Side Effects and Cautions: While there are no studies about the safety of this mushroom in humans, its prolonged use in Chinese medicine suggests it's non-toxic. People with health conditions should consult a professional before use.

Maitake (Grifola frondosa)

Maitake is the ‘hen of the woods’ — perhaps because it looks like a group of overlapping brown caps. It has commonly been used to treat cancer (many different forms of it!), and taking it daily can have many benefits for your immune system.

Benefits: Maitake is a significant antidepressant. When paired with ashwagandha, it can decrease cortisol production (the stress response), as shown by animal studies. The mushroom can also help fight diabetes and cancer.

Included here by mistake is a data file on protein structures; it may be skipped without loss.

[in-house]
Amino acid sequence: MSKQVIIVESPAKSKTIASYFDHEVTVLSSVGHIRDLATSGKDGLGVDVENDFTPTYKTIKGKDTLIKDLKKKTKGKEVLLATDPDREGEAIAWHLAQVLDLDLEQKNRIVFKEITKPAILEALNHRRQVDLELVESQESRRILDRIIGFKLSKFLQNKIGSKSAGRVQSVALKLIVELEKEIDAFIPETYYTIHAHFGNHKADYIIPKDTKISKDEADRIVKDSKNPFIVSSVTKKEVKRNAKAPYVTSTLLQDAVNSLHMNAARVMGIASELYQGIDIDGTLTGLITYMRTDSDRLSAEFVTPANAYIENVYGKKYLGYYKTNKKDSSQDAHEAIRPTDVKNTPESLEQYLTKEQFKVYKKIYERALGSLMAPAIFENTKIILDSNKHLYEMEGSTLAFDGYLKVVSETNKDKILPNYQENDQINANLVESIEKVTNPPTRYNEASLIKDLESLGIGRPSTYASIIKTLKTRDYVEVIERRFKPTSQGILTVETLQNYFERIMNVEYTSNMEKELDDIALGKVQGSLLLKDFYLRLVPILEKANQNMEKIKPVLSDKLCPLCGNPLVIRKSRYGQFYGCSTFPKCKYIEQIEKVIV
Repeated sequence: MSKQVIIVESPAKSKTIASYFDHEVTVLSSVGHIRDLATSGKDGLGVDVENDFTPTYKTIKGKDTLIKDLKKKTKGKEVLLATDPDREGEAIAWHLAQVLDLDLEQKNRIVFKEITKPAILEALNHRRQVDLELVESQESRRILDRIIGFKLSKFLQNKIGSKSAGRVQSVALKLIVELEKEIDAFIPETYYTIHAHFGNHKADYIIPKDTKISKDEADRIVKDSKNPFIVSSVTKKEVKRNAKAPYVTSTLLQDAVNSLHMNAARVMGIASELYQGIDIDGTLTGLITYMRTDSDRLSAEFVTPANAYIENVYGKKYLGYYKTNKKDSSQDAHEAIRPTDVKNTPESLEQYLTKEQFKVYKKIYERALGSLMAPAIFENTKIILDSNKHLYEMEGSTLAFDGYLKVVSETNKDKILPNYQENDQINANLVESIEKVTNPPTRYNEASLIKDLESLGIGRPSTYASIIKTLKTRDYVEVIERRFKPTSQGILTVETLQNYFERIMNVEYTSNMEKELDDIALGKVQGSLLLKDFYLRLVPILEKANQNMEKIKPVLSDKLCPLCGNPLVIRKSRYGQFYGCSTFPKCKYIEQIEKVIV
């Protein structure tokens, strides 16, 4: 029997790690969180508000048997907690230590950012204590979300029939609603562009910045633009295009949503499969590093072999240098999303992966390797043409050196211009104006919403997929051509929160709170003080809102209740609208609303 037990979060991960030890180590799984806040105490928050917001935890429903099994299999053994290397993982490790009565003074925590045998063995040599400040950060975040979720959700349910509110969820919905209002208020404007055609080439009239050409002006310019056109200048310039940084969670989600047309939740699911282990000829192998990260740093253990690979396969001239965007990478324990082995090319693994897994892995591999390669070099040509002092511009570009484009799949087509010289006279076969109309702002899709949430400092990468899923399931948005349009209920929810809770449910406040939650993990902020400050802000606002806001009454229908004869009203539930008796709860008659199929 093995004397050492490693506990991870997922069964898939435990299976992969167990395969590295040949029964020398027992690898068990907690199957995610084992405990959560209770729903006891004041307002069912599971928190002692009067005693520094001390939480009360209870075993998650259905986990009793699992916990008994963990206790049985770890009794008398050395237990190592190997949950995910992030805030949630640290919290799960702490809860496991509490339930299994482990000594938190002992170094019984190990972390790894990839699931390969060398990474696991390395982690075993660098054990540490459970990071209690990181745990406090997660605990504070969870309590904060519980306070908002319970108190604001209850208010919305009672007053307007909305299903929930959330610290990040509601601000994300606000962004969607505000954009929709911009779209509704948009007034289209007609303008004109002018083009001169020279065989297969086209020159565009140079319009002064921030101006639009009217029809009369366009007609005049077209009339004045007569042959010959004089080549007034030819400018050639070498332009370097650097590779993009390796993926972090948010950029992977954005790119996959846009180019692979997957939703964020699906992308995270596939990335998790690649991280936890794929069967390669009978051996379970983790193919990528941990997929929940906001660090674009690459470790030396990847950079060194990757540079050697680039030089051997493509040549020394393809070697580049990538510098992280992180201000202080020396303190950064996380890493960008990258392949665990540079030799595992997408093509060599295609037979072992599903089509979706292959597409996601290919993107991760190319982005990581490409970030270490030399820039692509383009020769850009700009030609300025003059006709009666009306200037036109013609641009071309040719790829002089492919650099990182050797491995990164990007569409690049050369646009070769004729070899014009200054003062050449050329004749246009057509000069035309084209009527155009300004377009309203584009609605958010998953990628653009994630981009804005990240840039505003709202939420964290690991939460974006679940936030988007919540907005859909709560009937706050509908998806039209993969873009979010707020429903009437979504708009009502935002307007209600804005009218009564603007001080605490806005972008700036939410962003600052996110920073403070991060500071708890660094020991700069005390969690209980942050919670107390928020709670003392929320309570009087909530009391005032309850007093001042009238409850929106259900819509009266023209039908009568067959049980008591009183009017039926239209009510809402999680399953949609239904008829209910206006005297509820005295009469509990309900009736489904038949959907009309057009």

Uses: Maitake is often added to culinary dishes. It is also found in supplement form.

Side Effects and Cautions: Maitake is digestible as long as it’s not too old; if it is, cooking it can help with digestibility. Upset stomachs have rarely been reported but can be a risk factor with Maitake’s consumption. Also, people with diabetes and bleeding disorders (and those who have recently gone through surgery) should consult their doctor before using this mushroom.

Oyster (Pleurotus ostreatus)

Oyster mushrooms are jam-packed with minerals and vitamins. They have a shelf-like appearance. Flavorwise, they’re relatively mild. Further, there are around 40 types of oyster mushrooms.

Benefits: Oyster mushrooms are an amazing source of antioxidants — and offer several antiviral and antibacterial benefits. They also improve gut health (by decreasing the growth of pathogenic bacteria) and have a strong anti-inflammatory potential.